Wheel Load computation for crane girders



The spreadsheet claculated wheel load on crane girder easy input options are provided for inputs. User friendly and much easier to use.

Crane girders are structural members that support the rails for overhead traveling cranes. The wheel loads from the crane need to be accurately computed to design and analyze the crane girders. Here's a step-by-step process for computing wheel loads for crane girders:

  1. Identify crane parameters: Gather information on the crane's maximum capacity, trolley weight, bridge weight, number of wheels, wheel spacing, and the distance between the crane girders.

  2. Calculate total crane load: Compute the total crane load, which includes the maximum lifting capacity, trolley weight, and bridge weight. For example:

    Total_crane_load = Max_capacity + Trolley_weight + Bridge_weight

  3. Determine load distribution: Distribute the total crane load among the wheels. Divide the total crane load by the number of wheels to get the load on each wheel.

    Load_per_wheel = Total_crane_load / Number_of_wheels

  4. Calculate wheel loads on girders: Since the crane load is transferred to the crane girders through the wheels, we need to calculate the loads acting on each girder. Distribute the load per wheel between the two girders, considering the distance between them.

    Load_per_girder = Load_per_wheel * (Distance_between_wheels / Distance_between_girders)

  5. Compute impact factor: Cranes are subject to dynamic effects, such as impact, during operation. An impact factor should be considered to account for these effects. Impact factors vary depending on the crane's speed, operation, and applicable codes or standards. Multiply the wheel loads on each girder by the impact factor to obtain the total wheel loads on the girders.

    Total_wheel_load = Load_per_girder * Impact_factor

  6. Analyze load combinations: Consider various load combinations that include the wheel loads, dead loads, and other live loads that may act on the crane girders. Follow the applicable design codes or standards to determine the appropriate load combinations and factors.

  7. Design and analyze the crane girders: Use the computed wheel loads and other loads acting on the crane girders to design and analyze the girders for strength, stiffness, and stability. This may involve selecting the appropriate girder size, material, and connection details, as well as verifying the girder's performance under the applied loads using analytical methods or numerical simulations (e.g., finite element analysis).

In summary, computing wheel loads for crane girders involves identifying crane parameters, calculating the total crane load, determining load distribution, calculating wheel loads on girders, computing the impact factor, analyzing load combinations, and designing and analyzing the crane girders. Accurate computation of wheel loads is crucial for ensuring the safe and effective design of crane girders in overhead traveling crane systems.

There are several international and regional codes of practice for the design of overhead cranes. These codes provide guidelines and standards for the design, fabrication, installation, inspection, testing, and maintenance of overhead traveling cranes. Some of the most commonly used codes of practice include:

  1. CMAA (Crane Manufacturers Association of America): CMAA Specification No. 70 - 'Specifications for Top Running Bridge and Gantry Type Multiple Girder Electric Overhead Traveling Cranes' and CMAA Specification No. 74 - 'Specifications for Top Running & Under Running Single Girder Electric Traveling Cranes Utilizing Under Running Trolley Hoist'.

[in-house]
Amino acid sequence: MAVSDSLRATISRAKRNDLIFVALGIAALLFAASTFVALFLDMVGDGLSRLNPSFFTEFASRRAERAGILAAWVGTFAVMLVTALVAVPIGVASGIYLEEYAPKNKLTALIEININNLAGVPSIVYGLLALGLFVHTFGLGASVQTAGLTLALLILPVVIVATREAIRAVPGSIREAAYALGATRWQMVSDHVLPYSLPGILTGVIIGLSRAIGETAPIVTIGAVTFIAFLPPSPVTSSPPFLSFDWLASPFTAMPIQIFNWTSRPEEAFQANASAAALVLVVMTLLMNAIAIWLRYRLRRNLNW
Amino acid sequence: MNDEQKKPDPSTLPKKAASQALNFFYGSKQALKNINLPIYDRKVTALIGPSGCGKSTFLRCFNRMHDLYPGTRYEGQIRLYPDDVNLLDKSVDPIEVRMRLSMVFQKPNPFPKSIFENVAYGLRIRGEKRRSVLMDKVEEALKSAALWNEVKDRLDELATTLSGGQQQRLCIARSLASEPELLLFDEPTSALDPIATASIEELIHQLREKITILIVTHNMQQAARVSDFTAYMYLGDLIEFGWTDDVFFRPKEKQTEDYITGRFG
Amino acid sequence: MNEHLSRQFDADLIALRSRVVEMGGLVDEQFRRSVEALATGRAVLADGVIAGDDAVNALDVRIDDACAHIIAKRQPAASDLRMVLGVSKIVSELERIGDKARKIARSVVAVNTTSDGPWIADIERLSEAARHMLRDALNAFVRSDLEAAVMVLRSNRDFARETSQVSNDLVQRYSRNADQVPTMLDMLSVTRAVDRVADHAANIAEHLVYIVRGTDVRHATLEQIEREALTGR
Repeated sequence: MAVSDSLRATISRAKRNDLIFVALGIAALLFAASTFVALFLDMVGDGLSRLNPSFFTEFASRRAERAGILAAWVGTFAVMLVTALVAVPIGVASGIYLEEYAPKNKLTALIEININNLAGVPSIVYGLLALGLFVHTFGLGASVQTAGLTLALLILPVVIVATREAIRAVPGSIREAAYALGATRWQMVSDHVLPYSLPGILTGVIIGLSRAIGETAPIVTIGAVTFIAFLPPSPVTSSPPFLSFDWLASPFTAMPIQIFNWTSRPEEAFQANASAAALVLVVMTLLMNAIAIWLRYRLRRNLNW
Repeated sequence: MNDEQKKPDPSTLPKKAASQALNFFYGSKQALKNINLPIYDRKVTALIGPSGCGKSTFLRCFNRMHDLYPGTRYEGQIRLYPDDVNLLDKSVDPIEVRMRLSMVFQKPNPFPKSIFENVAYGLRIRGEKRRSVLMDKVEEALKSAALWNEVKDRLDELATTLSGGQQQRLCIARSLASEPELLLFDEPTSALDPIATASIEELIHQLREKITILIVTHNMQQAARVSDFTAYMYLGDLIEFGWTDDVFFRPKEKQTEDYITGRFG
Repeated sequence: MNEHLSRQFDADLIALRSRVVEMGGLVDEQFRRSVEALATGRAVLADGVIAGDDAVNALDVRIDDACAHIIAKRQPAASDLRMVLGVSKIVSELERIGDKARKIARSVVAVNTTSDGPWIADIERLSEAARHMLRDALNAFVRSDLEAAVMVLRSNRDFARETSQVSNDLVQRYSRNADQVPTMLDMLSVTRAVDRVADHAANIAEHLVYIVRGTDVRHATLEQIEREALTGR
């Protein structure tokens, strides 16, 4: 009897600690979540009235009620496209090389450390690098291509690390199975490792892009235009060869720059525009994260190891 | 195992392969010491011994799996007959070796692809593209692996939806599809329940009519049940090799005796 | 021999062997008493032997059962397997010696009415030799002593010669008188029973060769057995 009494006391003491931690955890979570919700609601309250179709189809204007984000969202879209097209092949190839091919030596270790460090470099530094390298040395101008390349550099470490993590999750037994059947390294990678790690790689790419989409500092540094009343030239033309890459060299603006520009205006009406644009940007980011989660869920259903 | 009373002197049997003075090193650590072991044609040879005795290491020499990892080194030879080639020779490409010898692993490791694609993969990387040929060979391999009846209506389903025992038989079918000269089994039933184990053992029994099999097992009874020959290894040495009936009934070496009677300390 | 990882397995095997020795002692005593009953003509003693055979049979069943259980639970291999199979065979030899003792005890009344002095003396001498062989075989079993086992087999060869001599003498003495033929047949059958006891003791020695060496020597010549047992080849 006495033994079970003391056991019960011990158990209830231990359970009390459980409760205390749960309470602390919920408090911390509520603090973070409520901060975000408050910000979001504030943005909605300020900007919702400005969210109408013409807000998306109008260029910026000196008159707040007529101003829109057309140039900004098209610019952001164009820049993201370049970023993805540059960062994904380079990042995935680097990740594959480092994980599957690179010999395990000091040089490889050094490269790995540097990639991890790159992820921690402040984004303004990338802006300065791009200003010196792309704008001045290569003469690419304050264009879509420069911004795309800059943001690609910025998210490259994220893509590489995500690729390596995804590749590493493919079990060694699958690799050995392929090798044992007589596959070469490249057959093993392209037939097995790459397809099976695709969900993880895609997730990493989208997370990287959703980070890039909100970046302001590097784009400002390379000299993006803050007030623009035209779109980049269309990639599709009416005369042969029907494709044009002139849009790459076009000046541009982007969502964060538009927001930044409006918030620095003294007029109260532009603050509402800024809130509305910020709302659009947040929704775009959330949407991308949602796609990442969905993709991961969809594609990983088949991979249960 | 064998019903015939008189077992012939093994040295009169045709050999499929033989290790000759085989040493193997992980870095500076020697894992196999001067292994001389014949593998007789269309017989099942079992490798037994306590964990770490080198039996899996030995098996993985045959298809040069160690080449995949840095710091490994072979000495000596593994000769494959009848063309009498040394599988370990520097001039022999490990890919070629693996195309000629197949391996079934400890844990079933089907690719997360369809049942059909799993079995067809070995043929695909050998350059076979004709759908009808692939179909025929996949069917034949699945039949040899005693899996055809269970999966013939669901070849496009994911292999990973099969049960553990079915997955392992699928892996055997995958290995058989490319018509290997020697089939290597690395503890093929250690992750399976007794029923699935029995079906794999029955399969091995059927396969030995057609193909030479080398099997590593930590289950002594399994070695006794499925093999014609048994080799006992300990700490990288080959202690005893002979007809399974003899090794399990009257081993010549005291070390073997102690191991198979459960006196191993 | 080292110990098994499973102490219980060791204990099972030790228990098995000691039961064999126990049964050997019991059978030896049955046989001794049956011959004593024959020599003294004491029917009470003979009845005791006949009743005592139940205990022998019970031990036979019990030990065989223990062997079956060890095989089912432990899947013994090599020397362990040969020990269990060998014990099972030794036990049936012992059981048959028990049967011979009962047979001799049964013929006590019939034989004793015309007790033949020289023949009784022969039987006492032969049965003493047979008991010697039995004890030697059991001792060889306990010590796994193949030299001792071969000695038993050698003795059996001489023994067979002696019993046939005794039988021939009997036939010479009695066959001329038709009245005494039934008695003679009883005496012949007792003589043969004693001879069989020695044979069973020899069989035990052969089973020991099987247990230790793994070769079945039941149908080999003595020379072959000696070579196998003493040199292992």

2. ISO (International Organization for Standardization): ISO 4301-1:2016 - 'Cranes -- Classification -- Part 1: General' and ISO 4306 series - 'Cranes -- Vocabulary'.

  3. FEM (Fédération Européenne de la Manutention): FEM 1.001 - 'Rules for the Design of Hoisting Appliances' provides a comprehensive set of guidelines for the design of various types of cranes, including overhead traveling cranes.

  4. DIN (Deutsches Institut für Normung): DIN 15018 - 'Cranes; steel structures; principles of design and construction' is a German standard that covers the design and construction of crane steel structures, including overhead cranes.

  5. BS (British Standards Institution): BS 466-1:1984 - 'Specification for power driven overhead travelling cranes, semi-goliath and goliath cranes for general use' is a British standard that covers the design, construction, and testing of overhead cranes.

  6. ASME (American Society of Mechanical Engineers): ASME B30.2 - 'Overhead and Gantry Cranes (Top Running Bridge, Single or Multiple Girder, Top Running Trolley Hoist)' is a widely recognized American standard for overhead cranes.

  7. CSA (Canadian Standards Association): CSA B167-16 - 'Safety Standard for Maintenance and Inspection of Overhead Cranes, Gantry Cranes, Monorails, Hoists, and Trolleys' is a Canadian standard that covers the design, inspection, and maintenance of overhead cranes.

  8. AS (Australian Standards): AS 1418.1-2002 - 'Cranes, hoists and winches - Part 1: General requirements' is an Australian standard that provides guidelines for the design, construction, and testing of cranes, including overhead traveling cranes.

It is essential to follow the relevant codes of practice and standards applicable to the specific country or region where the overhead crane is being designed, fabricated, and installed. The codes of practice ensure that the crane design meets the required safety, performance, and quality standards to ensure safe and efficient operation.

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19 Sep 2022
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Comments: 1
JohnDoyle[Admin] 1 year ago
Thanks for your contribution I have awarded a 3 month extension to your XLC Pro subscription by way of thanks. [Admin]